You are here

Kia Proceed GT and Ceed GT review: 201bhp hot hatch twins tested

£27,875 when new

Car specifications

Budget
£27,875
Brake horsepower
201bhp
Fuel consumption
45.6mpg
CO2
142g/km
Max speed
140Mph
Insurance Group
22A

COMPARE CAR FINANCE

What’s this?

Kia’s breath of fresh air. The new Proceed is a nichebuster that – get this – isn’t a faux-by-four crossover. Wonders shall never cease! It’s an estate car, except, Kia already does a sensible boxy Ceed estate. So the Proceed is lower, longer, sleeker and a little bit less practical on purpose. And this is the fastest one: the Proceed GT. Of course it is. You don’t come to TopGear.com for the sensible version.

This is the new Proceed, which as you can see, is no longer a three-door coupe-hatch thingy. Kia spotted sales of coupes and three-doors freefalling, and changed tack to make the Proceed into a five-door hatchback shooting brake thingy. Same name, new game.

But the title promises me two reviews…

Yep, the Proceed GT also has a regular hatchback twin in the upright shape of the Ceed GT. Same engine, different backside, and some crucial differences in how they drive. So we’ll come back to the Ceed GT shortly, if that’s alright.

You may, proceed…

Yep, it’s a pun-fest alright. Proceed with car, etcetera, but Kia’s lost the apostrophes and underscores in the name this time and got on with making a properly handsome thing. You won’t believe me because it has a habit of looking a bit tall and dumpy in pictures, but trust me, the Proceed GT looks ace in the metal. The backwards sharkfin wotsit in the windowline doesn’t look contrived, the flashes of red in the grille and fake-centrelock 18-inch rims work smartly, and from the rear there’s a definite hint of discount Porsche Panamera. It looks the business. When did you last see a dodgy looking Kia, really?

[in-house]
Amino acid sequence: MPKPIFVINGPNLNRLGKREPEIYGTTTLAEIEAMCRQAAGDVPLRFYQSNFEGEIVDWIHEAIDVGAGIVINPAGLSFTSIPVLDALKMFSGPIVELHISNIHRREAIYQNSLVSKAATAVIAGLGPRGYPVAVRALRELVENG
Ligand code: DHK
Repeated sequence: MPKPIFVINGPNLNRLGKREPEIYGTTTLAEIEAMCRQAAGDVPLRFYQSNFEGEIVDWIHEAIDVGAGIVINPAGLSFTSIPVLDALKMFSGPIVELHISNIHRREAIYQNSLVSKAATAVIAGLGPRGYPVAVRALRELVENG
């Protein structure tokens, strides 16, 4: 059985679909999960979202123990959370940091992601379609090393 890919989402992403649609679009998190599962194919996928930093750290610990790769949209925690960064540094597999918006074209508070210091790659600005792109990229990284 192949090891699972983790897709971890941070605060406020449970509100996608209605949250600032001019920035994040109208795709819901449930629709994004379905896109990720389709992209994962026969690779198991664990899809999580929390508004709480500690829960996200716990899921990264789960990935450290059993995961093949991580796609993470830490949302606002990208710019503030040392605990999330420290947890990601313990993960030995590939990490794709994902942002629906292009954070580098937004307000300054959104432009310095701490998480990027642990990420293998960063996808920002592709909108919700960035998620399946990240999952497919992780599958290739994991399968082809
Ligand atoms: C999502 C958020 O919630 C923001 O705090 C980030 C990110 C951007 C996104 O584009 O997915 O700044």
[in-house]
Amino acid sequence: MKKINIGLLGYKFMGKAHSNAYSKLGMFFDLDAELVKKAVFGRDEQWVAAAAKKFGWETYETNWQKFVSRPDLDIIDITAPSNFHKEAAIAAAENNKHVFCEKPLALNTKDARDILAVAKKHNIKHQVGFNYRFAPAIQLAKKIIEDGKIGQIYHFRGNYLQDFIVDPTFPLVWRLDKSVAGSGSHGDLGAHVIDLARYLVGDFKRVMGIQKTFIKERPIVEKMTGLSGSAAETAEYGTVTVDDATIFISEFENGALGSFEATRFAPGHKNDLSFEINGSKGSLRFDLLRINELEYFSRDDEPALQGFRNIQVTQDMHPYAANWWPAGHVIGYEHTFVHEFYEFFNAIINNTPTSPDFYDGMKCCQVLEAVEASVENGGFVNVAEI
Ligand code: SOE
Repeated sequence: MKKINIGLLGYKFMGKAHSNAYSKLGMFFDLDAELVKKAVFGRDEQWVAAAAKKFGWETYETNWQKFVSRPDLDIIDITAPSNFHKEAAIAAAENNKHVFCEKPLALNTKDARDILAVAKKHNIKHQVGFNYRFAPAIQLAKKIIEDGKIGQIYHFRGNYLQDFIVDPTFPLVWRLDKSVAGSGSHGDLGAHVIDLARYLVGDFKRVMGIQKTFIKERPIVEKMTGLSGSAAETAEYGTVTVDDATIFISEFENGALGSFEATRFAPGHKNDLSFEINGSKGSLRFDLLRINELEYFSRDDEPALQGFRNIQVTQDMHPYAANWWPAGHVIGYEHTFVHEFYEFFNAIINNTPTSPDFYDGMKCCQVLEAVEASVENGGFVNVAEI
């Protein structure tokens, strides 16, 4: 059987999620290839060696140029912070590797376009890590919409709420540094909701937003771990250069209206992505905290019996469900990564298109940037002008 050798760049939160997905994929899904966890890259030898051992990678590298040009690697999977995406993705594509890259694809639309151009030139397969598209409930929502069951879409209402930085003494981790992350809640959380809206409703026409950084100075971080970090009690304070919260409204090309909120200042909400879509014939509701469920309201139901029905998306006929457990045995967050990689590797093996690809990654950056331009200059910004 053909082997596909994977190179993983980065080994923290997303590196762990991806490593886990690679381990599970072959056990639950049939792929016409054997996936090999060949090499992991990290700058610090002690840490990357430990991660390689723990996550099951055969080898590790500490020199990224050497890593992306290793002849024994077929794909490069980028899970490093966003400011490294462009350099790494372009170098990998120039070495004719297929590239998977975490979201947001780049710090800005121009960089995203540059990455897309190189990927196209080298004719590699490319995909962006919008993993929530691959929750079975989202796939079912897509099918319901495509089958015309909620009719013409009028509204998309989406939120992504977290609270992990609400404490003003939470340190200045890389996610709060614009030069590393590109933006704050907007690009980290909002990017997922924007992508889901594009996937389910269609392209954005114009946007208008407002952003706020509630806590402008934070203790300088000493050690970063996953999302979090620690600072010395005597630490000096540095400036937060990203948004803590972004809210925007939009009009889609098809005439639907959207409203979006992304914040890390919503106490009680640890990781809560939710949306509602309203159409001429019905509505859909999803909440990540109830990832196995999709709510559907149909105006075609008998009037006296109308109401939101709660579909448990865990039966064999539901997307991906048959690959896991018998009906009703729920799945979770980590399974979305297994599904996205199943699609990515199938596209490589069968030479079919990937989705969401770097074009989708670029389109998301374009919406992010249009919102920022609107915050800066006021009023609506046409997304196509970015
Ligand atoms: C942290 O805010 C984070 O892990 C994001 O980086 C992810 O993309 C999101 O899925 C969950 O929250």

Fair point. What about inside?

Let’s start at the front, where it’s familiar and a bit dull, and work backwards to where things get clever.

The touchscreen is a doddle to navigate and mounted nice and lofty, in your eyeline. The instruments are ultra clear. Pity the screen between them is so teeny, like you’re looking at an Audi Virtual Cockpit through the wrong end of a telescope. We like the general air of simplicity – of logically laid out knobs and buttons for heated this and cooled that – but the layout is less 2019 smartphone and more 1980s Japanese hi-fi stack. And you’ve not seen this much silver plastic doing a bad impression of brushed aluminium since you had that kitchen playset with all the toy cutlery when you were five years old.

The seats are good though: supportive and comfortable, though not quite low enough in the car. Red stitching loops across every surface with merry abandon – there’s not many other sporty touches to get lathered up about.